A common question asked by Design Engineers in concurrent engineering is whether a particular hole in a part is castable? To answer that question requires an analysis of the four dimensional components that constitute the description of the hole: diameter, length, diametrical tolerance and locational tolerance.
First, I should be very clear that the casting of holes is a “good thing”. Holes are the type of part detail that can generally be provided by the investment casting process at negligible cost to a customer. Cast holes can also be of benefit to the foundry as they enhance the dimensional stability of a casting.
Straight through-holes are more easily cast than are blind holes. For the purposes of this essay we’ll confine our attention to straight holes that are open from both ends. I shall address the special circumstances of casting blind holes and internal cores in other blogs.
Roundness: Let’s begin with an understanding that the form, or shape, of a cast hole is never “perfect” (but neither is a machined hole) and will vary slightly in size and shape along its length. This loss of perfection is induced by the contraction of the hot metal as it cools in the casting. As a result the diameter of a cast hole can be pulled out of shape as areas around it solidify and become smaller. A second phenomenon concerns holes cast through a thin thickness of metal tending to nonfill unevenly around the diameter. The measurement of the location of a cast hole can sometimes be difficult as any loss of accuracy in determining the centerline of an imperfect shape also diminishes the accuracy of the measurement.
Diametrical Tolerance: The tolerance on the diameter of a hole must conform to Standard Investment Casting tolerances (approximately ±.005 inch/inch) as do all cast features. Additional tolerance will required dependent on the length of hole being cast.
Diameter to Length Ratio: To reproduce a feature it is necessary for investment casting to build a minimum number layers of ceramic shell in or about it. In the case where a hole diameter is too small relative to its length the ceramic will be unable to fully form and the shell will fail when cast with metal. The ratio between the diameter and length of the hole will determine if the feature is castable.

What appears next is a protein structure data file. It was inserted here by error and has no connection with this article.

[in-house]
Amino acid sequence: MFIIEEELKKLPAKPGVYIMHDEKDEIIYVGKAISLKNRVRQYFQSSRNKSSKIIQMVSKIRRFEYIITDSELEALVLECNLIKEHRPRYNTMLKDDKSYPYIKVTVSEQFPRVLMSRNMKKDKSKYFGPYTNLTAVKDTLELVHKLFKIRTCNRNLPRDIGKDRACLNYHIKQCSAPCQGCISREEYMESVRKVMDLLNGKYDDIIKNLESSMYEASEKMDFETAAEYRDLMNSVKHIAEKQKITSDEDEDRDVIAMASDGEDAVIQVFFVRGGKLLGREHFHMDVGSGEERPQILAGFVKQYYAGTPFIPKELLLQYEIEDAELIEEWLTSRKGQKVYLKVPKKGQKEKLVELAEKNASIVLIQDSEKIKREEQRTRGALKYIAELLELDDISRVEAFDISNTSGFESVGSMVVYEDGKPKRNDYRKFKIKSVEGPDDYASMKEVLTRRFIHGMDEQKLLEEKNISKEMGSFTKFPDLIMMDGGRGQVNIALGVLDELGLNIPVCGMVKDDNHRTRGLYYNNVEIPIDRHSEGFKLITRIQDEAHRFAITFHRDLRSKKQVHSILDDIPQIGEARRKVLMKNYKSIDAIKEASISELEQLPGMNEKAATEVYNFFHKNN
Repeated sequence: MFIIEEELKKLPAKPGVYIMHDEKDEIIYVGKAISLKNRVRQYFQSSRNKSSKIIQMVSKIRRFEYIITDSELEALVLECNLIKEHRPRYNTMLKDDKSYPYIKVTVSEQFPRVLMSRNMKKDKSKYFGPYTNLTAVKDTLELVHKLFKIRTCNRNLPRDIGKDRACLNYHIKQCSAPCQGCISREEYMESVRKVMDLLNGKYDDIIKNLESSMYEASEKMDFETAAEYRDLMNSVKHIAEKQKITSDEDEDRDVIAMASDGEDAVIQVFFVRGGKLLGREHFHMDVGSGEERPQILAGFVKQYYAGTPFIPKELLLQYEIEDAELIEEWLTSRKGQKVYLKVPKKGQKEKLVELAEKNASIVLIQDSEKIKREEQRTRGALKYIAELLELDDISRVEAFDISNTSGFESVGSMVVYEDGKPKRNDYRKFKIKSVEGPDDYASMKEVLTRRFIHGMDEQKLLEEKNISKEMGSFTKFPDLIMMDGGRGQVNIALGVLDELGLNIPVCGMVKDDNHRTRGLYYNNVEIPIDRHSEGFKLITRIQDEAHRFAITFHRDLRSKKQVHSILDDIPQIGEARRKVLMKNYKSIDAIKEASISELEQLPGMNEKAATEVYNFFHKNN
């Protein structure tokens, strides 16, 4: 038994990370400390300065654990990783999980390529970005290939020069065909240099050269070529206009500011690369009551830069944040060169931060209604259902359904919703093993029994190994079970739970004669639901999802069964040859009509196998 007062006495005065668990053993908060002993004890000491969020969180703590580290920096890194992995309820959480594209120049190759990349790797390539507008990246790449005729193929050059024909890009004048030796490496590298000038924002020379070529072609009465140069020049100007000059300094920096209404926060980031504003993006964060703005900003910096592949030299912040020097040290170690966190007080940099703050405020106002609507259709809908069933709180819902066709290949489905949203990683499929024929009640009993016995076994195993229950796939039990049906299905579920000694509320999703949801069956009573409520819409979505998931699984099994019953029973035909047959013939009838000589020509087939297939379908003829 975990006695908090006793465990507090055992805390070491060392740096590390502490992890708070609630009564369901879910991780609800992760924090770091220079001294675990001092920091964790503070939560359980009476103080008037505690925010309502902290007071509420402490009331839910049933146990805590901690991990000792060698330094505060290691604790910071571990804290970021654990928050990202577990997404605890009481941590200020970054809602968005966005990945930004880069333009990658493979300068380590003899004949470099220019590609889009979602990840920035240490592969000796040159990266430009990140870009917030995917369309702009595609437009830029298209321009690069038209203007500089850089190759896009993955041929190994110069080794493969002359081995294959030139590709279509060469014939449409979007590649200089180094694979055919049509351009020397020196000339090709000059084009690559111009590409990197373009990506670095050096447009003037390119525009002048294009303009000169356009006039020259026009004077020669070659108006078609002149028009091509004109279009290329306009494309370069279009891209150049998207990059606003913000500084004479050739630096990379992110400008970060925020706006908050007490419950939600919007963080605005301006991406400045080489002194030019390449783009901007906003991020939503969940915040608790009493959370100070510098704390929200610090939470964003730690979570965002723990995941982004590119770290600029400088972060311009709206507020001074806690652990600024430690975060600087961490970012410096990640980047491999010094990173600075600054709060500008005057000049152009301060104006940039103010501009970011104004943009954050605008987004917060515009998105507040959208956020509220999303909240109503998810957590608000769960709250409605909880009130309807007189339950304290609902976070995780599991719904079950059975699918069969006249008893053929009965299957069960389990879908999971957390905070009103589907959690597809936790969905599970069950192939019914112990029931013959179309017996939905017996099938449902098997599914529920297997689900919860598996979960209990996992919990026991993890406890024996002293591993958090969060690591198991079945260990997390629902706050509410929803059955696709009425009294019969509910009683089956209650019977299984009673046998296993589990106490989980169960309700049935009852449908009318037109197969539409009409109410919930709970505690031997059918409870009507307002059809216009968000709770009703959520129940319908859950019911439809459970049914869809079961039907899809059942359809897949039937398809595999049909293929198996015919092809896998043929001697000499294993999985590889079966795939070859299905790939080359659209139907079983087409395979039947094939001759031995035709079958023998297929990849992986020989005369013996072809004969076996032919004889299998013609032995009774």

The smaller the diameter of a through-hole the shorter the length that can be cast. For example a hole diameter of Ø.06” can be cast up to two diameters in length where a Ø.25” hole can be cast up to five diameters in length.
In instances where the diameter to length ratio is too small there is an alternative option to produce the hole from a preformed ceramic core. Preformed ceramic core add expense to the casting but are a very viable option for the manufacture of fine detail that can’t be otherwise be produced directly by the investment casting process. For more information about ceramic cores please see a related blog on the casting of blind holes and internal cores.
Locational Tolerance: The locational tolerance for a hole is more often an issue than is its form tolerance. The locational tolerance of holes must be in accordance with Standard Investment Casting Tolerances (approximately ±.005 inch/inch). As locationally important holes can be machined to a much higher tolerance cast through-holes are most often used for less critical features such as fluid flow passages, wire feeds or for ventilation.
A Designer can, however, sometimes mitigate a locational tolerance with some creative dimensioning. For example, cast holes might require less tolerance if dimensioned to nearby “local” features rather than directly to the datums.
O’Fallon Casting publishes an Investment Casting Design Guide that is available for free download on its website. The Design Guide contains tables that delineate the castable sizes of holes. Please download the Design Guide and in the event that your requirements are inside of the industry recommendations contact your O’Fallon Casting Sales Engineer to verify if a design is manufacturable.